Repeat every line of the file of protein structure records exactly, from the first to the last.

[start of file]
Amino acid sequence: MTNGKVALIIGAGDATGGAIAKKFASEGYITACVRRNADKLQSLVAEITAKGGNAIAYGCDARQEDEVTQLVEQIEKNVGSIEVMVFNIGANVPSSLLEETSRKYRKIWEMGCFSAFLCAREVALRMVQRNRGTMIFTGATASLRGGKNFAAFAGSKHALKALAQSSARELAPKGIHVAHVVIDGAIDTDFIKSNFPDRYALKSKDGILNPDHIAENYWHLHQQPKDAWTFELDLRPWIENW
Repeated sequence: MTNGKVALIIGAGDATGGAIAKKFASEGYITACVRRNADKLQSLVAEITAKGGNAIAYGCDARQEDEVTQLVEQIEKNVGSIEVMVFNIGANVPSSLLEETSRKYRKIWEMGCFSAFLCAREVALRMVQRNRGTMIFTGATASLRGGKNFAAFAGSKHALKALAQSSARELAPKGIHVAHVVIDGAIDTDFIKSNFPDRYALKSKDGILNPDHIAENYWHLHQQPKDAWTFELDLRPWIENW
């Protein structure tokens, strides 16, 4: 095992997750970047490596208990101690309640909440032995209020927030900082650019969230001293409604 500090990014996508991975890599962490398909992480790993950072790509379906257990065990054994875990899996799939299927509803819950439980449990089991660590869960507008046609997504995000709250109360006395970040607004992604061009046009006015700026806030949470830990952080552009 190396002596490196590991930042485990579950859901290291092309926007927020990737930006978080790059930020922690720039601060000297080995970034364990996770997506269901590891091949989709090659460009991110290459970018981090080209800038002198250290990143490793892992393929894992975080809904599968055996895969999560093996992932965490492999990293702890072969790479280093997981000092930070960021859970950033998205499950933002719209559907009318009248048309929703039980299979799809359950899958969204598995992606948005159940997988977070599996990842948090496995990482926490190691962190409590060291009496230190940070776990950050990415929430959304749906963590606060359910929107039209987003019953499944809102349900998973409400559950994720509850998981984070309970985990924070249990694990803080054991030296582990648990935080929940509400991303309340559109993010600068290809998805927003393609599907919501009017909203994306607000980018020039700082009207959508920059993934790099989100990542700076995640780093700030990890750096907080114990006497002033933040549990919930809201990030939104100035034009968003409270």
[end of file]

Amino acid sequence: MTNGKVALIIGAGDATGGAIAKKFASEGYITACVRRNADKLQSLVAEITAKGGNAIAYGCDARQEDEVTQLVEQIEKNVGSIEVMVFNIGANVPSSLLEETSRKYRKIWEMGCFSAFLCAREVALRMVQRNRGTMIFTGATASLRGGKNFAAFAGSKHALKALAQSSARELAPKGIHVAHVVIDGAIDTDFIKSNFPDRYALKSKDGILNPDHIAENYWHLHQQPKDAWTFELDLRPWIENW
Repeated sequence: MTNGKVALIIGAGDATGGAIAKKFASEGYITACVRRNADKLQSLVAEITAKGGNAIAYGCDARQEDEVTQLVEQIEKNVGSIEVMVFNIGANVPSSLLEETSRKYRKIWEMGCFSAFLCAREVALRMVQRNRGTMIFTGATASLRGGKNFAAFAGSKHALKALAQSSARELAPKGIHVAHVVIDGAIDTDFIKSNFPDRYALKSKDGILNPDHIAENYWHLHQQPKDAWTFELDLRPWIENW
């Protein structure tokens, strides 16, 4: 095992997750970047490596208990101690309640909440032995209020927030900082650019969230001293409604 500090990014996508991975890599962490398909992480790993950072790509379906257990065990054994875990899996799939299927509803819950439980449990089991660590869960507008046609997504995000709250109360006395970040607004992604061009046009006015700026806030949470830990952080552009 190396002596490196590991930042485990579950859901290291092309926007927020990737930006978080790059930020922690720039601060000297080995970034364990996770997506269901590891091949989709090659460009991110290459970018981090080209800038002198250290990143490793892992393929894992975080809904599968055996895969999560093996992932965490492999990293702890072969790479280093997981000092930070960021859970950033998205499950933002719209559907009318009248048309929703039980299979799809359950899958969204598995992606948005159940997988977070599996990842948090496995990482926490190691962190409590060291009496230190940070776990950050990415929430959304749906963590606060359910929107039209987003019953499944809102349900998973409400559950994720509850998981984070309970985990924070249990694990803080054991030296582990648990935080929940509400991303309340559109993010600068290809998805927003393609599907919501009017909203994306607000980018020039700082009207959508920059993934790099989100990542700076995640780093700030990890750096907080114990006497002033933040549990919930809201990030939104100035034009968003409270």